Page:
A United States district court ruled Tuesday that Iran and Syria must pay $178 million in damages to the family of a three-month-old baby who was killed in an October 2014 terrorist attack in Jerusalem.
Chaya Zissel Braun, who held both American and Israeli citizenship, was killed when Abd al-Rahman al-Shaloudi, a Hamas member from eastern Jerusalem, rammed his car into a crowd of people at the Ammunition Hill light rail station. The vehicle hit Braun’s stroller, killing her and seriously injuring her father Shmuel. Keren Yamima Mosquera, a 22-year-old Ecuadorian woman, was also killed in the incident.
At the trial, expert witnesses for the plaintiffs established that Iran and Syria had provided material support to Hamas, which acknowledged prior to the attack that al-Shaloudi was its operative. The court ordered a default judgment against the two state-sponsors of terrorism.
The lawsuit was brought to the Washington, D.C., District Court on behalf of Braun’s parents, Shmuel and Hanna. The family was represented by Nitsana Darsan-Leitner, director of Shurat Hadin, the Israel Law Center.
“This ruling sends a clear message that the heavy price will be imposed on anyone who finances terror and spills the blood of innocents,” said Darshan-Leitner, whose NGO seeks to wage a legal struggle against global terror. “We will continue to constantly pursue Syria and Iran through any legal means at our disposal to ensure that the victims of terror have justice.”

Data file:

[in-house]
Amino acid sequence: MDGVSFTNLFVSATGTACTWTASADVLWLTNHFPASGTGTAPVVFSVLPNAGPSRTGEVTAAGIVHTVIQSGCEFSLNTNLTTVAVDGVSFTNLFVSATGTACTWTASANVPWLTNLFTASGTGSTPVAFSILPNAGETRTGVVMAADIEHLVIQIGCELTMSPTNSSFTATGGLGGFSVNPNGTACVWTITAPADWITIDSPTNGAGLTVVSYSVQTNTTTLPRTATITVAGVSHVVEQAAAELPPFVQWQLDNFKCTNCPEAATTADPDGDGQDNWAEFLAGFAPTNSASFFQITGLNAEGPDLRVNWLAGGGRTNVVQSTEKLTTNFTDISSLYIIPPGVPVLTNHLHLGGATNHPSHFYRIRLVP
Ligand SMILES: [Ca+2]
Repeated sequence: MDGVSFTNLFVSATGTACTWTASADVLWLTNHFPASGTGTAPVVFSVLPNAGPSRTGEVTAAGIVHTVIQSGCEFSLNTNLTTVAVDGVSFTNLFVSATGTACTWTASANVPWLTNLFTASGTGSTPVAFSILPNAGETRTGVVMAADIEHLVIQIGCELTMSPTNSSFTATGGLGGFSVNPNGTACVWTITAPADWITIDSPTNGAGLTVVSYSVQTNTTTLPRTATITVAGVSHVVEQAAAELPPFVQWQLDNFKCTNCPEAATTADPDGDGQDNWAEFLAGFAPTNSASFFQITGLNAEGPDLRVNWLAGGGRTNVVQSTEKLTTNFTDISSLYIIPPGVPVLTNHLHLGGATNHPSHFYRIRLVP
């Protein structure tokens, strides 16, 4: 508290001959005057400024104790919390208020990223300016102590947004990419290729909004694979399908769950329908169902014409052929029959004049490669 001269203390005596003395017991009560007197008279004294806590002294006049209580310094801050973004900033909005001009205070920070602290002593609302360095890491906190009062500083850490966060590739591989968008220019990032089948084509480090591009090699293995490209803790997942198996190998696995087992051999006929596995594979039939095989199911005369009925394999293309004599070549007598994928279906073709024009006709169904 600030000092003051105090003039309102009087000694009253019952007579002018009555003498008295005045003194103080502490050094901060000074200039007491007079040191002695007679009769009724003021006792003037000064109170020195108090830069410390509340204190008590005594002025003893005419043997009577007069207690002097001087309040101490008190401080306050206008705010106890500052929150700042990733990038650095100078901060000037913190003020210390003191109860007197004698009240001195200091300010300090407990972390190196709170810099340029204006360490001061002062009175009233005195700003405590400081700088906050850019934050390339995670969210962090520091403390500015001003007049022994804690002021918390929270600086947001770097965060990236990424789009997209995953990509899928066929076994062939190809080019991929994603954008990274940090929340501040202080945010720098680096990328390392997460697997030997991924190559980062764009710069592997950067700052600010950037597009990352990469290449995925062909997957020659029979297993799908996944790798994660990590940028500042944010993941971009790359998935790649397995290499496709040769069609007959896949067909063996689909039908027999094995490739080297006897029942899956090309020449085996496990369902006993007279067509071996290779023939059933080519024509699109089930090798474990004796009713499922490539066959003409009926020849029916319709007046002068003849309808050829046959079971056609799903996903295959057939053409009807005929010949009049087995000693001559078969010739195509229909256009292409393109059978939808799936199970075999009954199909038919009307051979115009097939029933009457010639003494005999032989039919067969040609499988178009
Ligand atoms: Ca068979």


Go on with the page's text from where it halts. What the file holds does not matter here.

In a profile of Darshan-Leitner written three years ago, David Hazony, editor-in-chief of The Tower, described her organization’s efforts to fight terrorist groups in court:
This, in essence, is what Nitsana has accomplished, as well, together with the efforts of U.S. Treasury officials and Mossad agents and governments around the world over the last two decades. By forcing terrorists to hire lawyers, accountants, and public relations firms, you have squeezed them into the rubric of civilizational order. You put them on their heels. Instead of aggressively planning their next attack, they started worrying where the next lawsuit or court action would come from.